What would make shopping easier?

Kari's answers were interesting, because they related to her pre-existing shopping knowledge. She commented mainly (or complained, rather) about the actual environment when shopping, while most people talked about the shopping process. Her main focus was on how crowded it is because the aisles are too narrow and there's too many people with carts and bags.

The other parts of this assignment were to observe and experience.

I went to Target and tried to not-so-creepily observe some people shopping. I'm not quite sure how my results are applicable though, because it wasn't the type of heavy shopping that goes on right near the deadline. People seemed to be in no rush necessarily, just looking at some of the Thanksgiving decorations and cheap candy.

Experiencing didn't really yield any breakthrough results. The carts were a little dumb to maneuver when turning or leaving to pick up items. Other than that the only real thing I noticed was the time it took to checkout.

I've concluded that there needs to be a better way to easily maneuver through aisles while shopping because of crowdedness, as well as there needs to be a faster method of checking out once you have your items. These two things I feel will cut down on the time spent shopping the most.

Assignment #2


Our assignment was to create a winter themed mind map, select three subcategories to further explore, and to come up with ten non-reality bound inventions from our mind map.

This is my map:


It's a pretty standard map, however there's one offshoot that I'd like to elaborate on. This subgrouop is called "That Feel." This describes the personal warm, fuzzy, christmas feeling I get when winter comes. I'm not sure if everyone gets this feeling, but I imagine it's what the "Christmas spirit" is. Either way, I tried to make some connections to it by seeing what comes to mind when I imagine that feeling. A culmination of these (coziness, the feeling of new, family, love, recursive) all provide me with those Christmas fuzzies.

This is why for the first subgroup I chose this idea of "That Feel." I also chose "Cold" and "Sales." Cold I chose because it to me seems like it will take the route of fashion. I also chose sales because it might lead to the area of department stores and marketing layouts.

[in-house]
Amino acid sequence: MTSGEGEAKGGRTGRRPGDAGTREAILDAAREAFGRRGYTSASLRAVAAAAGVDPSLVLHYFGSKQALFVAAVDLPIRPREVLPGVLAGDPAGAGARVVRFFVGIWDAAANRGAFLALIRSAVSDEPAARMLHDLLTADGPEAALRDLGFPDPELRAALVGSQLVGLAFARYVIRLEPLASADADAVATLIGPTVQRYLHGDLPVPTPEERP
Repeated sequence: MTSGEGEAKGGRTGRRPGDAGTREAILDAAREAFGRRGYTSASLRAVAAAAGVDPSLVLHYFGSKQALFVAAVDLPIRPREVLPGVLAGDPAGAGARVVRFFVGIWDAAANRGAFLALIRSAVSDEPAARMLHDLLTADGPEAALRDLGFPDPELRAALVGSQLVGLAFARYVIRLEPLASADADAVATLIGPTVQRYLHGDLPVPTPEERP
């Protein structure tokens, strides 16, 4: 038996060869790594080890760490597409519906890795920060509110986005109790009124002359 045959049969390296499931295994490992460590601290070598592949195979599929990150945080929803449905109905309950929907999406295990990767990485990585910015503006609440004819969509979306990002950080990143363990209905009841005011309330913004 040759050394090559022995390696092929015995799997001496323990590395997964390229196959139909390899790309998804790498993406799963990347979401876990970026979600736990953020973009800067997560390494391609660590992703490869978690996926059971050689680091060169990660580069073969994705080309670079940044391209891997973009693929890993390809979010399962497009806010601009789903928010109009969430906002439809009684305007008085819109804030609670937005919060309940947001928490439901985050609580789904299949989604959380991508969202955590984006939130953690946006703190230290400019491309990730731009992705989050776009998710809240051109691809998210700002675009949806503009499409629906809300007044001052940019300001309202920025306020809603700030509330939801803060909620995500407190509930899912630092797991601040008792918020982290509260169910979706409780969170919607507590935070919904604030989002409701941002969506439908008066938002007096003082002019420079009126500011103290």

10 Ideas:

1. Fire Gloves


These handheld flame-tossers would be perfect for melting your way through a deep patch of snow, or clear off your sidewalk and driveway. Possible hazards include 3rd degree burns and a new form of neo fire-bullying.

2. Chocolate Mugs


What's the one thing that can make egg nog any better?! That's right, Booze! And what's the one thing that can make even that better?! An edible white chocolate cup! As you drink the cup down, feel free to break off pieces of the cup and dip it in the drink! Considerations include messy hands and increased use of coasters.

3. Sled Shoes


Step aside snowboarding, this new toy takes carpet sliders to the extreme! Sled shoes are two, roughly foot sized mini-snowboards that essentially act as if you're magically sliding down the slope on your feet. New tricks and hilarious youtube falls anticipated.

4. Icicle Guillotine


Large icicles can be dangerous when hanging from your house (after all, you'll shoot your eye out kid!). The icicle guillotine allows for people on the grounds to safety chop down icicles from their gutters.

5. Secret Breath Pen


This toy plays on the idea of writing on foggy car windows with your finger and having it show back up when it fogs up later. The breath pen would be essentially a finger, but with stylish tips and stamps. The drawing could be made invisibly and then revealed when the drawer breathes on the window. Kids love to breath on things.

6. Light Gun


The light gun saves you hours of putting up lights by literally shooting lights on to your house, eliminating breaking out the pesky old ladder. The light gun can project your Christmas lights (almost) safely over 40 feet. Being a man just got that much cooler.